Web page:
Seventeen percent of healthcare workers are dissatisfied with their jobs, and 21 percent plan to leave their current positions in the coming year, according to a recent CareerBuilder.com survey. Fifty-seven percent of healthcare employees say better pay and/or career advancement opportunities will be the primary factors driving them to leave. The survey, "Job forecast 2007 - Healthcare," was conducted from November 17 through December 11, 2006 and included more than 800 workers.
Overall, healthcare workers want more competitive salaries. Thirty-six percent of healthcare employees say they are dissatisfied with their pay, and 26 percent did not receive a raise in 2006. Of those who did receive a pay bump, 64 percent received an extra 3 percent or less. Seventy-one percent did not earn a bonus last year.
Healthcare workers would also like to revive their career progress. Eighty-seven percent of healthcare employees did not receive a promotion last year, and 23 percent felt they were overlooked for one. Thirty-one percent of healthcare workers say they are dissatisfied with the overall career advancement opportunities and 29 percent are dissatisfied the training and development options at their current employers.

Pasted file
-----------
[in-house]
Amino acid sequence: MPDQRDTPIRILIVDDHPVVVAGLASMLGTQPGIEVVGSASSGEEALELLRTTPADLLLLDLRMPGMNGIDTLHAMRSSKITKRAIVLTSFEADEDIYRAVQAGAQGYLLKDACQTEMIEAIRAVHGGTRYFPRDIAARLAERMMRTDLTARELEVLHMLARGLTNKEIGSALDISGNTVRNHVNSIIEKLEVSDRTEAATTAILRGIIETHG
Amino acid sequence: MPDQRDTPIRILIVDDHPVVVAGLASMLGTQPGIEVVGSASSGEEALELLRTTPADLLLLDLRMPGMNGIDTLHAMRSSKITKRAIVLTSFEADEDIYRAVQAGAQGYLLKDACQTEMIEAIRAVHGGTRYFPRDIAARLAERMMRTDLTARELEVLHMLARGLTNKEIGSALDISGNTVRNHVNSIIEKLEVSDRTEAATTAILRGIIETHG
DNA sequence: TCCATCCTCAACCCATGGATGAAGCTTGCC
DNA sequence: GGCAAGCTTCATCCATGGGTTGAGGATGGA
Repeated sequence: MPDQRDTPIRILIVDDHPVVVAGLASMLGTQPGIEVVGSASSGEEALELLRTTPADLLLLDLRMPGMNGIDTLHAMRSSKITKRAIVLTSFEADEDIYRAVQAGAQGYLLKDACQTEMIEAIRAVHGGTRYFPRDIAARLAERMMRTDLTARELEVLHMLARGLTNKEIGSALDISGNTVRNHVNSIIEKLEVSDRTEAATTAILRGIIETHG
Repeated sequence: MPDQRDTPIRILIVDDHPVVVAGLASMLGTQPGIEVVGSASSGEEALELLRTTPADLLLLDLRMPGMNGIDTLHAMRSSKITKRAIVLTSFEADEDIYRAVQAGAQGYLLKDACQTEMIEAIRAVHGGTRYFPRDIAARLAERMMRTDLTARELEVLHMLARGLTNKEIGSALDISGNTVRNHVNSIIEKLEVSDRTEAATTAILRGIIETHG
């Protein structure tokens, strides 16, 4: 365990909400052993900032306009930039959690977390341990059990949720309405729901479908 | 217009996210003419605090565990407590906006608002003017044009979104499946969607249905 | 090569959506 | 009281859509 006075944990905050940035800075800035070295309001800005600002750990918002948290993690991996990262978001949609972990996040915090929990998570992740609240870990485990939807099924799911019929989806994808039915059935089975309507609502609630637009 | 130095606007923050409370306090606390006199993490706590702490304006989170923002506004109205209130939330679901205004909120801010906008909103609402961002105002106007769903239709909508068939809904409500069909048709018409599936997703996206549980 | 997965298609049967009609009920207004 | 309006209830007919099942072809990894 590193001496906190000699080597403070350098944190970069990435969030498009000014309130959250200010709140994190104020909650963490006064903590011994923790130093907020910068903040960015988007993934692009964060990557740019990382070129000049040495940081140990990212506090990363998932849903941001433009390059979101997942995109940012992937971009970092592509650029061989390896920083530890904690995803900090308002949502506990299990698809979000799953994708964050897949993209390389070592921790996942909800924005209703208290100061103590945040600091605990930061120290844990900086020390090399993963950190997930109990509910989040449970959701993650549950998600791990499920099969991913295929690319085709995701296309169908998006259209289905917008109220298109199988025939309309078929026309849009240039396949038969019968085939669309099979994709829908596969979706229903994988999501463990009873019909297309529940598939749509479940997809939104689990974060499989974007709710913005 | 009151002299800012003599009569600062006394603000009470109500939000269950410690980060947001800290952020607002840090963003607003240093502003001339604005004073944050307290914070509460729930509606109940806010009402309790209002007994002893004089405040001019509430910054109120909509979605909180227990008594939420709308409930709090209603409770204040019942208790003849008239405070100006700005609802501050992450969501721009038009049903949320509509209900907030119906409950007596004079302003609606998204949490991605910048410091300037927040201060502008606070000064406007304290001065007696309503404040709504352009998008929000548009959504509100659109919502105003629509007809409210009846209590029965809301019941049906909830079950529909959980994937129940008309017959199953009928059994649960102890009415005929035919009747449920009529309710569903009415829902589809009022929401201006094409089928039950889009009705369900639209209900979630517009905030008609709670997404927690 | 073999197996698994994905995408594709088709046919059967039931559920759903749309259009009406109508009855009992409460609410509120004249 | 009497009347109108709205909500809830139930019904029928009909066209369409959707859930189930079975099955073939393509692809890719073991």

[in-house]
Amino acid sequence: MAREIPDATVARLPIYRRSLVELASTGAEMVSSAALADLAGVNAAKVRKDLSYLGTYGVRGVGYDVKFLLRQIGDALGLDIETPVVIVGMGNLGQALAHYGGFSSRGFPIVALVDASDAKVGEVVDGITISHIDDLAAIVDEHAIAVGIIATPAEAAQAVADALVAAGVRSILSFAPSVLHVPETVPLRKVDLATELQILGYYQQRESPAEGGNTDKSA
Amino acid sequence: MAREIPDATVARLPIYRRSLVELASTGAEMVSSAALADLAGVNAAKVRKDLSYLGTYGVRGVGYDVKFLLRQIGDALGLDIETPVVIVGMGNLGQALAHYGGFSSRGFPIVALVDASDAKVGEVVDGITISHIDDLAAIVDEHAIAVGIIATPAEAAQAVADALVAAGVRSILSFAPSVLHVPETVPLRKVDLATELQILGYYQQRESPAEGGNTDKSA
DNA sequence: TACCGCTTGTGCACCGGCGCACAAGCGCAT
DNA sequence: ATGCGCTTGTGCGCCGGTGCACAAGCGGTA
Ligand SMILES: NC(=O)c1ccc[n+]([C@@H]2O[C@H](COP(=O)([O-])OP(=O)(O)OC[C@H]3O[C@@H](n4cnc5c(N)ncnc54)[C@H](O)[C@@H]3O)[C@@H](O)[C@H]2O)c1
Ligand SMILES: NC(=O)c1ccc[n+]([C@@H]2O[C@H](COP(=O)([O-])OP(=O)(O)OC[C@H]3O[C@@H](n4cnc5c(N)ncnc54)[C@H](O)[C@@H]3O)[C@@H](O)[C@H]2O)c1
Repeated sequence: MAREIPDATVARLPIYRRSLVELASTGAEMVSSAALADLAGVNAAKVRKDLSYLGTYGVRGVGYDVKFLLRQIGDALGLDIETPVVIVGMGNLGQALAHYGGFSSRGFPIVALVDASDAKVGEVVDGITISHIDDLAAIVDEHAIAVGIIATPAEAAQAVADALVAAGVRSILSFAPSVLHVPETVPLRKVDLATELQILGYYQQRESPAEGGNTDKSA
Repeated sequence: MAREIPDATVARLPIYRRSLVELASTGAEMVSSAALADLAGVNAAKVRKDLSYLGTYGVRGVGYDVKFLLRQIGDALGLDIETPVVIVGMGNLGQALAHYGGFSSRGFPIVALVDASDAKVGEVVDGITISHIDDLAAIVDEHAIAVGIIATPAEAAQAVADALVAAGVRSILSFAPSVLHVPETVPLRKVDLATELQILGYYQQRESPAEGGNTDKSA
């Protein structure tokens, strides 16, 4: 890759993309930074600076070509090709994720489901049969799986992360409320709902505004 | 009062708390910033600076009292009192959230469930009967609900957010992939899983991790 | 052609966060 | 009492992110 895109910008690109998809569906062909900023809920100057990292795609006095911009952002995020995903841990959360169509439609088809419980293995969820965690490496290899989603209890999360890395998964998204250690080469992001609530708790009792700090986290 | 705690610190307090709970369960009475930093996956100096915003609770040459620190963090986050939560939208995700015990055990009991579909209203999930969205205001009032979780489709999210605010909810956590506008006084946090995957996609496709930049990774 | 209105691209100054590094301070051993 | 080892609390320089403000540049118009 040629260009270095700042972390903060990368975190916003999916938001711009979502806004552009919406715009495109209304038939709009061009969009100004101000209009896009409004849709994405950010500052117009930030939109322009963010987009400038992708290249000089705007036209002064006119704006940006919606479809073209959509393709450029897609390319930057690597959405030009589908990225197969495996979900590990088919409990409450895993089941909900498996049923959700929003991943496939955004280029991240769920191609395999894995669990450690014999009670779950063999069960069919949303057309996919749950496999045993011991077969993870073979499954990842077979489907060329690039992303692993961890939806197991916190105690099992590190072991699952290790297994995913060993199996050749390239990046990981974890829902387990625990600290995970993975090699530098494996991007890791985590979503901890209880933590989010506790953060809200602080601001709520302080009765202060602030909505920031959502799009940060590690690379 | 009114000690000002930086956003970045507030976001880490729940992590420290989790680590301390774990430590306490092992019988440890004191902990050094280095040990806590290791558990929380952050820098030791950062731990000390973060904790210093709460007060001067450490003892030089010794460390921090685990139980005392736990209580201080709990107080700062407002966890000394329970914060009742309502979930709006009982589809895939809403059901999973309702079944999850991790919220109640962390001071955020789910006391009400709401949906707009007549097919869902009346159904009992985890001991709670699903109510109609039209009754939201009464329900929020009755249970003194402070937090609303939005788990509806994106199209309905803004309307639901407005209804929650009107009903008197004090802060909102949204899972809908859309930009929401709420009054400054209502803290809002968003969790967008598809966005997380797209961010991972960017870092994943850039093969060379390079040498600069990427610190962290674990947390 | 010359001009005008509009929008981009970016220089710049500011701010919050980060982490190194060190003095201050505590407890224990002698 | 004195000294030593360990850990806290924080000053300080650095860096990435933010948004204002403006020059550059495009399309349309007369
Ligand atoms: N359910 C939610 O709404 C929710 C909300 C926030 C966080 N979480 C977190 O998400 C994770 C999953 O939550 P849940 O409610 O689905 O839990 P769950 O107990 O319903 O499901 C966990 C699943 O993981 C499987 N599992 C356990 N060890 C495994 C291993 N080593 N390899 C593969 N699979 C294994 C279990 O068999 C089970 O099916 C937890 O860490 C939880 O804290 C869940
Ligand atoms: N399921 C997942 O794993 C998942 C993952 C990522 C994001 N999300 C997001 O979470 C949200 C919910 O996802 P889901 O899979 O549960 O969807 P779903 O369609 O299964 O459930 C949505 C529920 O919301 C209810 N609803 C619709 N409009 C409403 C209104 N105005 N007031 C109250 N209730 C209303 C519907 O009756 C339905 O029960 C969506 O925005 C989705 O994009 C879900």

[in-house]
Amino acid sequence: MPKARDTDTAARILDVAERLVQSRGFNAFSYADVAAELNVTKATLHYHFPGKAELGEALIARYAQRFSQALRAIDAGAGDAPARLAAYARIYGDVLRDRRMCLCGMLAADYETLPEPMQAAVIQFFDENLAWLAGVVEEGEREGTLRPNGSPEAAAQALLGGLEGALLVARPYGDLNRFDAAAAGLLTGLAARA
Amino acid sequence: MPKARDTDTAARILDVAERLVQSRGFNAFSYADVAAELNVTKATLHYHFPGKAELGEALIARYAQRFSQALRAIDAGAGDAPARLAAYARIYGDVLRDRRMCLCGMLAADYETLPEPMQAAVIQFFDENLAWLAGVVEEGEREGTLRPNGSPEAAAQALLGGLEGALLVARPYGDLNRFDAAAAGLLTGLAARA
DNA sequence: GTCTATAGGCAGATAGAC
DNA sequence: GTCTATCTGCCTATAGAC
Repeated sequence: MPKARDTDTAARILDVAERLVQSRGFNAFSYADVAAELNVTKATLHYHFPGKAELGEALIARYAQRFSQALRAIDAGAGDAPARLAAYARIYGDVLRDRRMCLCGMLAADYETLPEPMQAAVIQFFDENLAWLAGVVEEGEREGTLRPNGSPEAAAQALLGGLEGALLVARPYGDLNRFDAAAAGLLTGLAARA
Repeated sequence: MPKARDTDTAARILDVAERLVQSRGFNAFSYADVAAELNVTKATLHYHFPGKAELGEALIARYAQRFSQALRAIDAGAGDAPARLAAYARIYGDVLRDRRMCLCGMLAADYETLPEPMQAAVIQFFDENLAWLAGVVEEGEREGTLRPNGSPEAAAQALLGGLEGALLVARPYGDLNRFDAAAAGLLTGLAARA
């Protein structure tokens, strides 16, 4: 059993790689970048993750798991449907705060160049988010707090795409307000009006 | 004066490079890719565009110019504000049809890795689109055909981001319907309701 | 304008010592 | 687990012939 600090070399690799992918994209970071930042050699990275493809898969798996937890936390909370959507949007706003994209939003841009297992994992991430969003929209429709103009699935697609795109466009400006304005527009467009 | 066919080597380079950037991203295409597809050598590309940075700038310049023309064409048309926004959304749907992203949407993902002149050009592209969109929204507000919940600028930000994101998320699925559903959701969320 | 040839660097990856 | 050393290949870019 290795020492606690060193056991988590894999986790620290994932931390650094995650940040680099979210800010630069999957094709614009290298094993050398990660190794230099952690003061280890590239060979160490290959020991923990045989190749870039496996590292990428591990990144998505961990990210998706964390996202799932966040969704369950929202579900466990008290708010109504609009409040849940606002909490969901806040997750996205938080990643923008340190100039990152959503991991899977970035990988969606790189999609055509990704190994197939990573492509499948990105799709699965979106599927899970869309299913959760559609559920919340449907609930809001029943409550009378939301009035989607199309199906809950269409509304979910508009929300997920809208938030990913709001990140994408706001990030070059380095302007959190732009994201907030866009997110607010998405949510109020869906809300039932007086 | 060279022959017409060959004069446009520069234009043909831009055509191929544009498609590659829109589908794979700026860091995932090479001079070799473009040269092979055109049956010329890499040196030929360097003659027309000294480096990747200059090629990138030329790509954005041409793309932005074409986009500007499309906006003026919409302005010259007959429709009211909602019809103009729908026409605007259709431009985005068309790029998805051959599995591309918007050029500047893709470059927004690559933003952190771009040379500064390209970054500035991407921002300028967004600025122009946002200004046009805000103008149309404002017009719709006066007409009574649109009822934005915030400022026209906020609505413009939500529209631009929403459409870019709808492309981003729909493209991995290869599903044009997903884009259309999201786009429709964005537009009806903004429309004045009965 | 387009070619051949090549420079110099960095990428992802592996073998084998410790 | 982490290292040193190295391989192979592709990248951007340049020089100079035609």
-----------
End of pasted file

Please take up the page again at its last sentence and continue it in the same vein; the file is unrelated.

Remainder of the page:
"The healthcare industry added more than 324,000 jobs last year, according to U.S. Bureau of Labor Statistics estimates," said Rosemary Haefner, vice president of human resources for CareerBuilder.com. "In addition, the healthcare industry is facing a shortage of qualified staff as our aging population demands more medical services. In this employee-driven climate, instituting formal recruitment and retention efforts has never been more important."
This survey was conducted online by Harris Interactive on behalf of CareerBuilder.com among 824 health care workers (employed full-time; not self employed), ages 18 and over within the United States between November 17 and December 11, 2006. Figures for age, sex, race/ethnicity, education, region and household income were weighted where necessary to bring them into line with their actual proportions in the population. Propensity score weighting was also used to adjust for respondents' propensity to be online.
With a pure probability sample of 824 one could say with a ninety-five percent probability that the overall results have a sampling error of +/- 3 percentage points, respectively. Sampling error for data from subsamples is higher and varies. However that does not take other sources of error into account. This online survey is not based on a probability sample and therefore no theoretical sampling error can be calculated.
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